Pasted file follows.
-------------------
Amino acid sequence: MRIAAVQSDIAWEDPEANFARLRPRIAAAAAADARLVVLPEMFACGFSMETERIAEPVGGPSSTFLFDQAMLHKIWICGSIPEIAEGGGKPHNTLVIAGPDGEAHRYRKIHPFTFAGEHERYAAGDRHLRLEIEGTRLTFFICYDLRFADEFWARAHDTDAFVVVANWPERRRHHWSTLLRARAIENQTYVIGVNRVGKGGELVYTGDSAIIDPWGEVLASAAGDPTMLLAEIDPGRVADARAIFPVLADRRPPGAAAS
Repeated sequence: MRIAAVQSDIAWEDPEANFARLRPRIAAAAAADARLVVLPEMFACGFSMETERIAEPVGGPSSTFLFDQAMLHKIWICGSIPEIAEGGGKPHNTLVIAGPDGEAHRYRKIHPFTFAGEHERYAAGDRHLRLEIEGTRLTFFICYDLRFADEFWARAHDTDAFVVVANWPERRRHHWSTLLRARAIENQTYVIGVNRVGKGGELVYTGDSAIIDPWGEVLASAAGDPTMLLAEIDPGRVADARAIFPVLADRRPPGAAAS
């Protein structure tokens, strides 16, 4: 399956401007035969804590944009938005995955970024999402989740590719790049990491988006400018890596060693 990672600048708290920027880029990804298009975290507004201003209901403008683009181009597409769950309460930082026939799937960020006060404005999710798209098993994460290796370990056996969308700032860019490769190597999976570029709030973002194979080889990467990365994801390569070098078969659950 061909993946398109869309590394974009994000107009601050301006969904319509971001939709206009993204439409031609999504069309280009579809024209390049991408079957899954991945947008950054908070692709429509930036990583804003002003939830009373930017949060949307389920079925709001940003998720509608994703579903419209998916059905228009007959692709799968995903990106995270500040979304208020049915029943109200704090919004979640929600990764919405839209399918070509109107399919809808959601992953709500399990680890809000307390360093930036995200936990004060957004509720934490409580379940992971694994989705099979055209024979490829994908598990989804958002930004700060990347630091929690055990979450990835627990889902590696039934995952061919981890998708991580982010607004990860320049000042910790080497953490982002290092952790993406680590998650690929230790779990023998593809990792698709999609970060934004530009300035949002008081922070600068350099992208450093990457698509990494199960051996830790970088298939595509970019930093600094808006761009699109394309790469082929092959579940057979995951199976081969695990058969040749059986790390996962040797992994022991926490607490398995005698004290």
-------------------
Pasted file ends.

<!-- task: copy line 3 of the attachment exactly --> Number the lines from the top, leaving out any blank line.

């Protein structure tokens, strides 16, 4: 399956401007035969804590944009938005995955970024999402989740590719790049990491988006400018890596060693 990672600048708290920027880029990804298009975290507004201003209901403008683009181009597409769950309460930082026939799937960020006060404005999710798209098993994460290796370990056996969308700032860019490769190597999976570029709030973002194979080889990467990365994801390569070098078969659950 061909993946398109869309590394974009994000107009601050301006969904319509971001939709206009993204439409031609999504069309280009579809024209390049991408079957899954991945947008950054908070692709429509930036990583804003002003939830009373930017949060949307389920079925709001940003998720509608994703579903419209998916059905228009007959692709799968995903990106995270500040979304208020049915029943109200704090919004979640929600990764919405839209399918070509109107399919809808959601992953709500399990680890809000307390360093930036995200936990004060957004509720934490409580379940992971694994989705099979055209024979490829994908598990989804958002930004700060990347630091929690055990979450990835627990889902590696039934995952061919981890998708991580982010607004990860320049000042910790080497953490982002290092952790993406680590998650690929230790779990023998593809990792698709999609970060934004530009300035949002008081922070600068350099992208450093990457698509990494199960051996830790970088298939595509970019930093600094808006761009699109394309790469082929092959579940057979995951199976081969695990058969040749059986790390996962040797992994022991926490607490398995005698004290």